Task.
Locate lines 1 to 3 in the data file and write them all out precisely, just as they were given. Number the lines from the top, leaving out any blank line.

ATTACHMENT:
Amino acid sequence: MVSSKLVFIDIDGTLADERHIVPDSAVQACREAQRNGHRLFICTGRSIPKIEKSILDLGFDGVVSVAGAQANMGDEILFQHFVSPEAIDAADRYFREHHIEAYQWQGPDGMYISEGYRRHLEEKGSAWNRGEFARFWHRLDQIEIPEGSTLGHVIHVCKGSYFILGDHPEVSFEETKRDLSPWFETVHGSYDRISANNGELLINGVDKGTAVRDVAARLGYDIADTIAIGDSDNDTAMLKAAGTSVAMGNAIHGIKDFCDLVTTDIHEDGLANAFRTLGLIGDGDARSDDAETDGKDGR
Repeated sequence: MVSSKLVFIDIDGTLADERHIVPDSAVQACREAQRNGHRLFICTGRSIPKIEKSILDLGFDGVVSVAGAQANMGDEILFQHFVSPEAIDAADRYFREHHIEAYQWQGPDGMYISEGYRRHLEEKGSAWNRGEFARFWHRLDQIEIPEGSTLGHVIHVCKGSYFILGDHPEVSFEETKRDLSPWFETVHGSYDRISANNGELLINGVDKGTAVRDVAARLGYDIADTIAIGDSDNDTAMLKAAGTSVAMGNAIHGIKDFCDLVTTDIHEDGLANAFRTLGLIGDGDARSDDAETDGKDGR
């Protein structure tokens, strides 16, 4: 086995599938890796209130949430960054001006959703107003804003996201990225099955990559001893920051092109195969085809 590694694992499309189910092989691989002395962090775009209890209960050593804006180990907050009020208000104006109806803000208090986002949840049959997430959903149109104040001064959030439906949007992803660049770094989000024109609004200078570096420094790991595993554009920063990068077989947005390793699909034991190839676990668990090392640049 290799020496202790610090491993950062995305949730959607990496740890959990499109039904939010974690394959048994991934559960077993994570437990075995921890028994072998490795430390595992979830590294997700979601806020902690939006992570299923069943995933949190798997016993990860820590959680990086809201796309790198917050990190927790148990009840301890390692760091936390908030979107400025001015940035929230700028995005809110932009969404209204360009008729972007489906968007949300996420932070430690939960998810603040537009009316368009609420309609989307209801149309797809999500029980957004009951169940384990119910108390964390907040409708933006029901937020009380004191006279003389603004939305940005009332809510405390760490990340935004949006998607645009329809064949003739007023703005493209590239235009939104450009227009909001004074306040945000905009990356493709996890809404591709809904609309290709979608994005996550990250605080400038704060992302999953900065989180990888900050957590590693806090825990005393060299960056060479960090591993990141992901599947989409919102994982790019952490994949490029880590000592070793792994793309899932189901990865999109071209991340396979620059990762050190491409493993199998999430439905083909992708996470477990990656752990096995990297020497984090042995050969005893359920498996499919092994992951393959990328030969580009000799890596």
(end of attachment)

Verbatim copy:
Amino acid sequence: MVSSKLVFIDIDGTLADERHIVPDSAVQACREAQRNGHRLFICTGRSIPKIEKSILDLGFDGVVSVAGAQANMGDEILFQHFVSPEAIDAADRYFREHHIEAYQWQGPDGMYISEGYRRHLEEKGSAWNRGEFARFWHRLDQIEIPEGSTLGHVIHVCKGSYFILGDHPEVSFEETKRDLSPWFETVHGSYDRISANNGELLINGVDKGTAVRDVAARLGYDIADTIAIGDSDNDTAMLKAAGTSVAMGNAIHGIKDFCDLVTTDIHEDGLANAFRTLGLIGDGDARSDDAETDGKDGR
Repeated sequence: MVSSKLVFIDIDGTLADERHIVPDSAVQACREAQRNGHRLFICTGRSIPKIEKSILDLGFDGVVSVAGAQANMGDEILFQHFVSPEAIDAADRYFREHHIEAYQWQGPDGMYISEGYRRHLEEKGSAWNRGEFARFWHRLDQIEIPEGSTLGHVIHVCKGSYFILGDHPEVSFEETKRDLSPWFETVHGSYDRISANNGELLINGVDKGTAVRDVAARLGYDIADTIAIGDSDNDTAMLKAAGTSVAMGNAIHGIKDFCDLVTTDIHEDGLANAFRTLGLIGDGDARSDDAETDGKDGR
């Protein structure tokens, strides 16, 4: 086995599938890796209130949430960054001006959703107003804003996201990225099955990559001893920051092109195969085809 590694694992499309189910092989691989002395962090775009209890209960050593804006180990907050009020208000104006109806803000208090986002949840049959997430959903149109104040001064959030439906949007992803660049770094989000024109609004200078570096420094790991595993554009920063990068077989947005390793699909034991190839676990668990090392640049 290799020496202790610090491993950062995305949730959607990496740890959990499109039904939010974690394959048994991934559960077993994570437990075995921890028994072998490795430390595992979830590294997700979601806020902690939006992570299923069943995933949190798997016993990860820590959680990086809201796309790198917050990190927790148990009840301890390692760091936390908030979107400025001015940035929230700028995005809110932009969404209204360009008729972007489906968007949300996420932070430690939960998810603040537009009316368009609420309609989307209801149309797809999500029980957004009951169940384990119910108390964390907040409708933006029901937020009380004191006279003389603004939305940005009332809510405390760490990340935004949006998607645009329809064949003739007023703005493209590239235009939104450009227009909001004074306040945000905009990356493709996890809404591709809904609309290709979608994005996550990250605080400038704060992302999953900065989180990888900050957590590693806090825990005393060299960056060479960090591993990141992901599947989409919102994982790019952490994949490029880590000592070793792994793309899932189901990865999109071209991340396979620059990762050190491409493993199998999430439905083909992708996470477990990656752990096995990297020497984090042995050969005893359920498996499919092994992951393959990328030969580009000799890596």